Charity covers as multi-artist jigsaw puzzles were a whiskery idea by this point, so it’s remarkable how startling and beguiling “Perfect Day” sounds. It’s a successful reinvention of the Band Aid concept that also more or less finishes it off: the next time I write about this kind of record, it’ll have explicit nostalgic overtones.
There are several things this record gets right. Firstly, it wasn’t a record. The “Perfect Day” collage was a video first – a promotional film for the BBC justifying its license fee – and it had a huge visual impact. Massive stars, enticingly shot, and – crucially – not collaborating. The point of Band Aid and USA For Africa was that the famine crisis had been big enough to bring all of pop together, but the BBC’s aim on “Perfect Day” was to celebrate its diversity, not its unity.
This made the film superb television – gorgeous, colour-saturated portraits of the musicians, a dramatic shift in tone and look every few seconds, and almost a decade before YouTube you couldn’t quite be sure you’d really seen its many surprises. Wait a minute, that was Shane MacGowan!?
The second right choice it makes is the song. The best reading I’ve seen of “Perfect Day” is from the wonderful Bowiesongs blog: it’s sung by a man whose life is so shot that “the perfect day for him is one that the good and prosperous people of the world would forget about in a week.” Whether it’s about heroin or not, it combines a lovely piano and string setting (courtesy of Mick Ronson – another Bowiesongs tip of the hat needed) and plain, halting vocals that turns out to be ideal for this recording’s purpose. There’s room for strong, dominating readings which take their cue from the orchestration – and there’s room for weaker or more idiosyncratic vocalists to take the song flat, like Lou Reed did. And, in fact, does here.
And that’s the third right choice – the idea on “Perfect Day” seems to have been for every performer to be as much themselves as they could possibly be. So Ian Broudie sounds more scouse than ever, Bowie more Sphinx-like, Heather Small more belting, and Huey from the Fun Lovin’ Criminals (somehow) sounds more of a dick.
It feels like the first time since the original Band Aid that someone has thought about how to make one of these Frankenrecords work aesthetically – instead of trying to smooth the juxtapositions over, revel in them. You can spot several places where the gear-shifts seem joyfully deliberate – Huey into Broudie; Boyzone’s timid harmonies shifting to Lesley Garrett; Tammy Wynette feeding Shane MacGowan the track’s best gag. It’s as good as any record that lets Bono have a go twice can be.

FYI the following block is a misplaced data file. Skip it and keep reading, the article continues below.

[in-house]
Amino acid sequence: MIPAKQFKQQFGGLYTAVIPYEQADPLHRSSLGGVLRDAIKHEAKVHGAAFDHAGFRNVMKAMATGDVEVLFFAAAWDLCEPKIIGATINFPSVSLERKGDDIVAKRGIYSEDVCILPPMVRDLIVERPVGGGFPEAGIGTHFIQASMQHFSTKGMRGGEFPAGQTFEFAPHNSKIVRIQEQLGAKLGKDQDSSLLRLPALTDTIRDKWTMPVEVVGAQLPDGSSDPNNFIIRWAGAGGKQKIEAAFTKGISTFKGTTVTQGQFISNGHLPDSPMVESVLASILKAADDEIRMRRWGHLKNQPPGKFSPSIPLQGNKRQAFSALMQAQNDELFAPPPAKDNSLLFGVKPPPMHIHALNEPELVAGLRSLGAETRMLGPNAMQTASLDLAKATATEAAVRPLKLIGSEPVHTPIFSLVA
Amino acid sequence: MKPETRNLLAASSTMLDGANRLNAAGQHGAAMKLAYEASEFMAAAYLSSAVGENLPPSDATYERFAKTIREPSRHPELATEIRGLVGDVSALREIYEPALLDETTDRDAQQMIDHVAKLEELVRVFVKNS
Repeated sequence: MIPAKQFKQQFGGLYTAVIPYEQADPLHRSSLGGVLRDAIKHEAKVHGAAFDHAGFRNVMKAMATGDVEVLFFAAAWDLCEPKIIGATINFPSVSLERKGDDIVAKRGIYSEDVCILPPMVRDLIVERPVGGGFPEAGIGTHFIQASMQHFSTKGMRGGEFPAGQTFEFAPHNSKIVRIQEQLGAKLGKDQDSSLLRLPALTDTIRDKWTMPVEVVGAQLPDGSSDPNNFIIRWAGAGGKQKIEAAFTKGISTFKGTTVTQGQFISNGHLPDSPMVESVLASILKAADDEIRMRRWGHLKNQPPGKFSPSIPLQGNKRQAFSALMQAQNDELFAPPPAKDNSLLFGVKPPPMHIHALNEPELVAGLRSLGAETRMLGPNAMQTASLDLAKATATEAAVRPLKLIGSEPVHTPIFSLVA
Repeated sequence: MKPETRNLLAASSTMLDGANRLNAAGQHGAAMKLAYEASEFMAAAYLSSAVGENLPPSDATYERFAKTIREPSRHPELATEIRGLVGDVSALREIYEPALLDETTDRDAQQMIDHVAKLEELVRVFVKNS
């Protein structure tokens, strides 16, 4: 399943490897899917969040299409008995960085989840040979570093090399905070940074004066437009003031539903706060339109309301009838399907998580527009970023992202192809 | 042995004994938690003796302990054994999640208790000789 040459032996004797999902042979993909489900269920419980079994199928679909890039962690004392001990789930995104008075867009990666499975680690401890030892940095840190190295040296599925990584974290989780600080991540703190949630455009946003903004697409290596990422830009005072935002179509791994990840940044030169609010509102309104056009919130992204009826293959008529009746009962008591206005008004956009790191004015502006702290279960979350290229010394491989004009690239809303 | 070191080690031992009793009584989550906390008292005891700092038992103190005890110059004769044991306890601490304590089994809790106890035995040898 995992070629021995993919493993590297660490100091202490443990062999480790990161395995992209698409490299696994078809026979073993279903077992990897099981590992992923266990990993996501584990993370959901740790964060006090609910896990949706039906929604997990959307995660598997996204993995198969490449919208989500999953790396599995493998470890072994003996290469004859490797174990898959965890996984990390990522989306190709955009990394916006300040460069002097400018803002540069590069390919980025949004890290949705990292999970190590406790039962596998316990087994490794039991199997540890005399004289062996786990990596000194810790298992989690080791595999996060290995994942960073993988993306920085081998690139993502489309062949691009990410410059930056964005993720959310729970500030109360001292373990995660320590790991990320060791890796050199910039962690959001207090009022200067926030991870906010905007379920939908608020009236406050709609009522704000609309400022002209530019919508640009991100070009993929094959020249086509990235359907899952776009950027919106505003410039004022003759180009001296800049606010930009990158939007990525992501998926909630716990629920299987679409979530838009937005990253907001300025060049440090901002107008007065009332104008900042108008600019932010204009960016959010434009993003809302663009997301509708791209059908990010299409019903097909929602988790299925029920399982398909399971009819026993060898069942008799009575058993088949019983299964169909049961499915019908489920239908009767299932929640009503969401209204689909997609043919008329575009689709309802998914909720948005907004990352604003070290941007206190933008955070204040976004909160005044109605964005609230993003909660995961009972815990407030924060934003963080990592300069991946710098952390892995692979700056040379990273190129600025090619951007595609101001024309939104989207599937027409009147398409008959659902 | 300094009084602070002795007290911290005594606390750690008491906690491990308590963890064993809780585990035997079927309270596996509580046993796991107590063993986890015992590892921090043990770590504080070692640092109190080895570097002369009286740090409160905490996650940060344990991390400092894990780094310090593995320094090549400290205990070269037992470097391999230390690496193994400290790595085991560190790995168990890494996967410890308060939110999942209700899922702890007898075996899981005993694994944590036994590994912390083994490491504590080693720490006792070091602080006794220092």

By the time “Perfect Day” finishes, with Tom Jones and Heather Small in an absurd, colossal reap-off, we’ve gone back beyond charity records and are firmly in an older entertainment tradition – the TV Christmas special. There’s a loveable, vaguely tacky pantomime ambience at work here – guest stars galore, in relaxed holiday mode – which overwrites any lingering remnants of the song’s original context or emotional heft, and in fact makes its bombastic arrangement enjoyable kitsch. You might say “Perfect Day”’s drive at the spectacular kills the feeling in the song – the specific line readings are mostly just singers performing themselves. But given how overwrought previous charity pass-the-parcels have been, this feels like a price worth paying.
There is one exception to this: Suede’s Brett Anderson drops his vowelly fruitiness for a grave, beaten-down “You’re going to reap just what you sow” to begin the song’s coda, making it sound more like a warning than Reed ever did. This, more than anything, nudged commentators to consider at the politics behind the record. Of course, the BBC didn’t create this simply to give Dr John and Laurie Anderson a Number One single – this is and remains an advert. The whole piece is an argument for the license fee, explicitly stated at the end: without that, you can’t have things like this. For once – between Blair’s election and the death of David Kelly – the BBC could make this case from a position of confidence, which to an unfriendly eye (and there were still many) might look close to hubris.
But if there’s one thing the BBC really had been proven good at, it was creating unusual and spectacular music juxtapositions. They’d had thirty-three years practise at this point. “Perfect Day” works in the same way Top Of The Pops once did, by taking everything happening in music and jumping around between it, making the contrasts the point of the show. But in 1997 TOTP was in decline, shunted opposite Coronation Street on a Friday and subject to perpetual failed relaunches. The new model of how music worked on the BBC was more cautiously curatorial – Matthew Bannister’s Radio 1, with its brief to serve a smaller audience with more explicit tastemaking and a deeper concern with that was cool.
“Perfect Day” straddles these two ideas. It’s a carefully compiled mixture of the current and the classic, of obscure and household names, which then rejects tastefulness in favour of delightful spectacle. It’s a marketing triumph and a lovely moment in the spotlight for some mostly deserving acts. But it’s also the BBC poised between its Top Of The Pops past and its Later With Jools Holland future, a future where the role of “the charts” already looks considerably murkier.